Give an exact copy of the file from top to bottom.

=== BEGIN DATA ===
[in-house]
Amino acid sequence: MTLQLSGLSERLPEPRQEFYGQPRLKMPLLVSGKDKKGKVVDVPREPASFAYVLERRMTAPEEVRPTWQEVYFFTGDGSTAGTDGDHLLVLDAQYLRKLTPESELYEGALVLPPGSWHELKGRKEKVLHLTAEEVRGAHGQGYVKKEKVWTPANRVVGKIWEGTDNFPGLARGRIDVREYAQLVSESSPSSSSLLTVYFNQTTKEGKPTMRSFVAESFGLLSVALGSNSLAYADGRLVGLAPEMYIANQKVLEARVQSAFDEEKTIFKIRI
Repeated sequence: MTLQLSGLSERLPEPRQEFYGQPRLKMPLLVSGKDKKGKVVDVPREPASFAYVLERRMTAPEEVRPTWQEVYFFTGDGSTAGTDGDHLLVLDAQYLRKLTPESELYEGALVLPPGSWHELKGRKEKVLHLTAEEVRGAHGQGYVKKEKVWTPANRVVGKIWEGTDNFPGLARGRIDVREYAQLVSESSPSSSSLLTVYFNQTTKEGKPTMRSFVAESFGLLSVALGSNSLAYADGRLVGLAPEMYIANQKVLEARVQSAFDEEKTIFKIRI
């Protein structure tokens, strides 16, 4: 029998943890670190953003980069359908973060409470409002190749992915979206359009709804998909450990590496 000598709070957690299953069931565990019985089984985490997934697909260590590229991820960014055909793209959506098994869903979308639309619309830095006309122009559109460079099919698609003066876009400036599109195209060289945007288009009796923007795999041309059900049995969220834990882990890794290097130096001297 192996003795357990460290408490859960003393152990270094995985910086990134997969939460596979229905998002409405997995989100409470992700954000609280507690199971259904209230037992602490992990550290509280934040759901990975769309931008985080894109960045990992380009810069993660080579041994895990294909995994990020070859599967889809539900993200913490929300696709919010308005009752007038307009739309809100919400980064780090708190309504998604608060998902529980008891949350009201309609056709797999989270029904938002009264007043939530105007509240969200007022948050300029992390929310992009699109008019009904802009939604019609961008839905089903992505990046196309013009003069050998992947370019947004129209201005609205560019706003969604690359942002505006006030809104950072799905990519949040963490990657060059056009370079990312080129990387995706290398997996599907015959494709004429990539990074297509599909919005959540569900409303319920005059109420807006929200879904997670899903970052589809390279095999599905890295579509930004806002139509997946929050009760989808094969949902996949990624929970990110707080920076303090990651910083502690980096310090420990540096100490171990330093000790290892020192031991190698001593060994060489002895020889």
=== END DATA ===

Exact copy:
[in-house]
Amino acid sequence: MTLQLSGLSERLPEPRQEFYGQPRLKMPLLVSGKDKKGKVVDVPREPASFAYVLERRMTAPEEVRPTWQEVYFFTGDGSTAGTDGDHLLVLDAQYLRKLTPESELYEGALVLPPGSWHELKGRKEKVLHLTAEEVRGAHGQGYVKKEKVWTPANRVVGKIWEGTDNFPGLARGRIDVREYAQLVSESSPSSSSLLTVYFNQTTKEGKPTMRSFVAESFGLLSVALGSNSLAYADGRLVGLAPEMYIANQKVLEARVQSAFDEEKTIFKIRI
Repeated sequence: MTLQLSGLSERLPEPRQEFYGQPRLKMPLLVSGKDKKGKVVDVPREPASFAYVLERRMTAPEEVRPTWQEVYFFTGDGSTAGTDGDHLLVLDAQYLRKLTPESELYEGALVLPPGSWHELKGRKEKVLHLTAEEVRGAHGQGYVKKEKVWTPANRVVGKIWEGTDNFPGLARGRIDVREYAQLVSESSPSSSSLLTVYFNQTTKEGKPTMRSFVAESFGLLSVALGSNSLAYADGRLVGLAPEMYIANQKVLEARVQSAFDEEKTIFKIRI
């Protein structure tokens, strides 16, 4: 029998943890670190953003980069359908973060409470409002190749992915979206359009709804998909450990590496 000598709070957690299953069931565990019985089984985490997934697909260590590229991820960014055909793209959506098994869903979308639309619309830095006309122009559109460079099919698609003066876009400036599109195209060289945007288009009796923007795999041309059900049995969220834990882990890794290097130096001297 192996003795357990460290408490859960003393152990270094995985910086990134997969939460596979229905998002409405997995989100409470992700954000609280507690199971259904209230037992602490992990550290509280934040759901990975769309931008985080894109960045990992380009810069993660080579041994895990294909995994990020070859599967889809539900993200913490929300696709919010308005009752007038307009739309809100919400980064780090708190309504998604608060998902529980008891949350009201309609056709797999989270029904938002009264007043939530105007509240969200007022948050300029992390929310992009699109008019009904802009939604019609961008839905089903992505990046196309013009003069050998992947370019947004129209201005609205560019706003969604690359942002505006006030809104950072799905990519949040963490990657060059056009370079990312080129990387995706290398997996599907015959494709004429990539990074297509599909919005959540569900409303319920005059109420807006929200879904997670899903970052589809390279095999599905890295579509930004806002139509997946929050009760989808094969949902996949990624929970990110707080920076303090990651910083502690980096310090420990540096100490171990330093000790290892020192031991190698001593060994060489002895020889």